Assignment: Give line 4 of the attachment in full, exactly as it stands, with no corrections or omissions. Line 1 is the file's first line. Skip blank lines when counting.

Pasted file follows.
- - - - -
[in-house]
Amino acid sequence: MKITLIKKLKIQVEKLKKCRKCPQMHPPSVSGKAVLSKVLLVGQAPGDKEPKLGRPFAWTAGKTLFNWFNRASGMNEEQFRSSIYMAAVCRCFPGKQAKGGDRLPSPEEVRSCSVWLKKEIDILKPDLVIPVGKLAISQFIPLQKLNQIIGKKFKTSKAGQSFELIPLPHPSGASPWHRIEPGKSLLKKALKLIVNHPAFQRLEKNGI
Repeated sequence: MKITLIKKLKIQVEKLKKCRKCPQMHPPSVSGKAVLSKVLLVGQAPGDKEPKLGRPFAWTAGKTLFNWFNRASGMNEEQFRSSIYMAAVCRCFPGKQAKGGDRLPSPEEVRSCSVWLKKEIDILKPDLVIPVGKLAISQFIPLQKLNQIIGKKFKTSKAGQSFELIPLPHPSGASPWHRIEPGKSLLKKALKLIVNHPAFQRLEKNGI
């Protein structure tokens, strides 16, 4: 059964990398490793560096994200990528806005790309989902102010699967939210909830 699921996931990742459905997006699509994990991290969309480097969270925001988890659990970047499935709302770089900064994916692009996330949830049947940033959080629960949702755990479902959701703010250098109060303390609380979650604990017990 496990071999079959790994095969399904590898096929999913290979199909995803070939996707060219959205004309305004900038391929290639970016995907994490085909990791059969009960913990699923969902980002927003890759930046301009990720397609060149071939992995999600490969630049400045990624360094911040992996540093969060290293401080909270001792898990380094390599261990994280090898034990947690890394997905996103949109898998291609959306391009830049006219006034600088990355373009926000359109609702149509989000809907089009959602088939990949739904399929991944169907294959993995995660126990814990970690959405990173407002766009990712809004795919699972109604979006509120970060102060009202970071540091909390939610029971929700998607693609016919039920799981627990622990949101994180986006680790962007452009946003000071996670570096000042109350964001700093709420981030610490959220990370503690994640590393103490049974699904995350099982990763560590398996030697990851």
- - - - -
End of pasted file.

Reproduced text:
């Protein structure tokens, strides 16, 4: 059964990398490793560096994200990528806005790309989902102010699967939210909830 699921996931990742459905997006699509994990991290969309480097969270925001988890659990970047499935709302770089900064994916692009996330949830049947940033959080629960949702755990479902959701703010250098109060303390609380979650604990017990 496990071999079959790994095969399904590898096929999913290979199909995803070939996707060219959205004309305004900038391929290639970016995907994490085909990791059969009960913990699923969902980002927003890759930046301009990720397609060149071939992995999600490969630049400045990624360094911040992996540093969060290293401080909270001792898990380094390599261990994280090898034990947690890394997905996103949109898998291609959306391009830049006219006034600088990355373009926000359109609702149509989000809907089009959602088939990949739904399929991944169907294959993995995660126990814990970690959405990173407002766009990712809004795919699972109604979006509120970060102060009202970071540091909390939610029971929700998607693609016919039920799981627990622990949101994180986006680790962007452009946003000071996670570096000042109350964001700093709420981030610490959220990370503690994640590393103490049974699904995350099982990763560590398996030697990851």